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Paired discussion

Paired discussion

Paired discussion is a teaching methodology where learners in groups of two discuss a topic or open ended question posed by the instructor. It is also called “think-pair-share”, which indicate that before a paired discussion the learners are given time to think on their own before discussing with their partners. The results of the discussion are then shared with either the whole group or another subgroup. As a variation instead the “share” part can be skipped or learners write their answers on note cards or sticky notes which are then collected (and displayed if desired). Paired discussions are a simple method to stimulate learners to explore and discover a subject as well as giving the instructor feedback on class performance.   



You will need


A topic for the students to discuss. This can be prepared in advance or formulated during class in response to students' progress and understanding.

Optional but good to have

A method to assign the pairs.

Benefits and limitations


  • easy to implement also for novice instructors
  • students are actively understanding, exploring, expanding and applying knowledge
  • instructor gets feedback on students understanding of topic and/or opinion
  • students are given a more protected setting to admit that they do not know
  • participants learn to listen to each other
  • the instructor gets some time during class to reflect on the session and consider his next step
  • it is easier for quiet and unsure students to actively participate
  • answers are usually more precise or creative as students had the opportunity to reflect and exchange their ideas


  • after each paired discussion the instructor needs to get attention back it might be challenging [link to discussion handling]
  • to handle the variety of outcomes of a paired discussion [link to discussion handling]

What do I actually do as an instructor/facilitator?

Preparation / before class

You can use paired discussions ad hoc, without preparation. However, using them for the first time prepare a set of questions and statements that could be used for a paired discussion. Open-ended questions are more likely to generate more discussion and reflection. Allow a minimum of 3 minutes for a simple paired discussion plus some time to share with the whole group if needed. When starting to routinely use paired discussions your experience will build up to optimise the questions to your audience. Slow or short paired discussions are usually an indicator of too easy or too difficult questions.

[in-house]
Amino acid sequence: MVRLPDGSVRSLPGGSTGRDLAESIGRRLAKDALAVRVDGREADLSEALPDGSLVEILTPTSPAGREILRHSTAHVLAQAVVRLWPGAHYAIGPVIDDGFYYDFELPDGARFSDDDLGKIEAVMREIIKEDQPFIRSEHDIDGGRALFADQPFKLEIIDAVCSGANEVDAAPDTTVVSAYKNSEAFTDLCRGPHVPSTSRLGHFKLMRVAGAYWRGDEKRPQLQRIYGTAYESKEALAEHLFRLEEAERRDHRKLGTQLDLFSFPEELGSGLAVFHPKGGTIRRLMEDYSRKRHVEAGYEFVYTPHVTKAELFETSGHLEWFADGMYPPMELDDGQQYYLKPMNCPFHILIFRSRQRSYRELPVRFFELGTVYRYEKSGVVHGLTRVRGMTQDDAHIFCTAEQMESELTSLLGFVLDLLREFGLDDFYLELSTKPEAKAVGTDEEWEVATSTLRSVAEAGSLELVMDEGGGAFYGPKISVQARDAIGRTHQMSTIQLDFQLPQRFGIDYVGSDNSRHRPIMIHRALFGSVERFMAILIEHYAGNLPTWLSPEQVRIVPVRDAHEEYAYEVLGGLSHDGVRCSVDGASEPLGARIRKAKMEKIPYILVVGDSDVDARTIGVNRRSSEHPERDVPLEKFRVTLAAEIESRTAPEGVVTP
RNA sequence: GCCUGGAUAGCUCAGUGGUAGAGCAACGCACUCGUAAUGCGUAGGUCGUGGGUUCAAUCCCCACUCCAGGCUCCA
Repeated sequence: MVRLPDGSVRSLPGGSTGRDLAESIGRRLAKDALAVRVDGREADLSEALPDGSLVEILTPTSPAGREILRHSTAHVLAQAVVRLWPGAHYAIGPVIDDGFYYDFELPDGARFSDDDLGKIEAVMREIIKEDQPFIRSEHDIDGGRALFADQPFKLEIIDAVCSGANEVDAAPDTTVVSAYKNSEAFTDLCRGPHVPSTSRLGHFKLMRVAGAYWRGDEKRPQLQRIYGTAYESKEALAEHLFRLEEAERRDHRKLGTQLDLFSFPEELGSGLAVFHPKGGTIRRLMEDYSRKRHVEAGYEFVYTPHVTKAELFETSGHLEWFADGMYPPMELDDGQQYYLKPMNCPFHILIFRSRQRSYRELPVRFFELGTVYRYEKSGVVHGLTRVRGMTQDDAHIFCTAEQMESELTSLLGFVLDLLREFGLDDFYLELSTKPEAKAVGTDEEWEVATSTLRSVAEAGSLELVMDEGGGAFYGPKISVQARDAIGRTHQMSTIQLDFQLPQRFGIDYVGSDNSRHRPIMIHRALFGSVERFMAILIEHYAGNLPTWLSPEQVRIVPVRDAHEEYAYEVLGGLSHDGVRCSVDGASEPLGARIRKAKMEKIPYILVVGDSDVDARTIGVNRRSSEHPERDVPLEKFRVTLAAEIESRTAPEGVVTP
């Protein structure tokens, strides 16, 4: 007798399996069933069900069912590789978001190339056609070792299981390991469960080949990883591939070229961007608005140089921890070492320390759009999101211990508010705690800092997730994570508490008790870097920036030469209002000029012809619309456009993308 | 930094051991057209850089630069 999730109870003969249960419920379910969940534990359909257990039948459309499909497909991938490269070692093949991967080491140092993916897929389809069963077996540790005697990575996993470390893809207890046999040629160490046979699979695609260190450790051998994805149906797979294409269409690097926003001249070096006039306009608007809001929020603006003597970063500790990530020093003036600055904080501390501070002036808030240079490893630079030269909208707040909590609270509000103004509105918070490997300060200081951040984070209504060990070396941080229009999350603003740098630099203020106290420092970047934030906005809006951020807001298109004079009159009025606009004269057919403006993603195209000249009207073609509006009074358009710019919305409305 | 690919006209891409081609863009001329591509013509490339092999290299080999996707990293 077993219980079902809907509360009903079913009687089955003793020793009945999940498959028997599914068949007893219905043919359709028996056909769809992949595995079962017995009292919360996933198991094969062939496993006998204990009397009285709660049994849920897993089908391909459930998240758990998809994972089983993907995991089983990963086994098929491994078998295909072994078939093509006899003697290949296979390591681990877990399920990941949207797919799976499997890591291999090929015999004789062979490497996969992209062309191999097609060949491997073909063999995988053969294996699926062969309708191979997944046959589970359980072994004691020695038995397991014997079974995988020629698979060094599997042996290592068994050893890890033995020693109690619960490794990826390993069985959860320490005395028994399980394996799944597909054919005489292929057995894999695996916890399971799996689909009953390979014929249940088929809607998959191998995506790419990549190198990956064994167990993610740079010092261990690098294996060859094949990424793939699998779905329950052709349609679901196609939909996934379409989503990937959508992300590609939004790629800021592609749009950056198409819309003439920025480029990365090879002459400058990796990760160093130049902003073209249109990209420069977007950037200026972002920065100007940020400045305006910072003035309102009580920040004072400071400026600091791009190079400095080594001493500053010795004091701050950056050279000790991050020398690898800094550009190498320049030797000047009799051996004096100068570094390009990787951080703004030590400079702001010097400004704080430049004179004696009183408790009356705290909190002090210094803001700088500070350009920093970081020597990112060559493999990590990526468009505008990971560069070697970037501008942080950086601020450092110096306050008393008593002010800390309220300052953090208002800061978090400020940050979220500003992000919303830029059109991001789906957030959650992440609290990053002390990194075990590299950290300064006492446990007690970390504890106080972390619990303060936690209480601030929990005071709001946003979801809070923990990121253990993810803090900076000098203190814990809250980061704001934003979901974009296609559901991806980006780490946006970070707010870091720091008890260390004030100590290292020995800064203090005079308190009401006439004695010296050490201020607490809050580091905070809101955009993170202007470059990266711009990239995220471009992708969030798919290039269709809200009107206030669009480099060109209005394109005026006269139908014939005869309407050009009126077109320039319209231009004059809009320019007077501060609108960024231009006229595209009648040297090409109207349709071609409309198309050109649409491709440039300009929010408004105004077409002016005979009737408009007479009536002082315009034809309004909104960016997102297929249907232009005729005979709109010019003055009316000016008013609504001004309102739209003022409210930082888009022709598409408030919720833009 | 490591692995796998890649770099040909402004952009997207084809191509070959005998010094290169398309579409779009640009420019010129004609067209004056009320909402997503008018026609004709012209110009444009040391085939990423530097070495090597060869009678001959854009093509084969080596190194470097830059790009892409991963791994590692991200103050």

Implementation / during class

  • Pose a question or ask for learners’ opinion on a topic.
  • Give students 1-2 minutes (longer for more complicated questions) work out an answer for themselves.
  • Ask students to get together in pairs and discuss (~ 3 minutes or longer for more complicated questions)
  • Ask for responses from some or all of the pairs. Usually you should allow for some time to discuss with the whole group and to address open questions.

It might be helpful to have students count one –two – one two to assign the pairs. This can reduce the time for the pairs to find each other as well as avoiding that everybody turns to the most popular participants. If you plan to do several paired discussions during a class, you can ask them to count 1-2-3-4 and then change the partners (e.g. start with groups of 1/2 and 3/4 and next 1/3 and 2/4 etc.)If you have odd numbers either have one group of 3 you can also increase group size to 3, but if it exceeds 4 the risk is that not all students are active.

  • You can ask one partner to report back the opinion or answer of his pair. By doing so repeatedly participants learn to really listen to each other
  • You can also use paired discussions to double check that a task or assignment is fully understood. Have 1 explain 2 how the task is to be completed. Then have 2 explain 1. After that check for any uncertainties that became evident
  • It is not always necessary to have each pair sharing their answer, instead select one or a couple of pairs and then ask, whether there is anything to add or to challenge.

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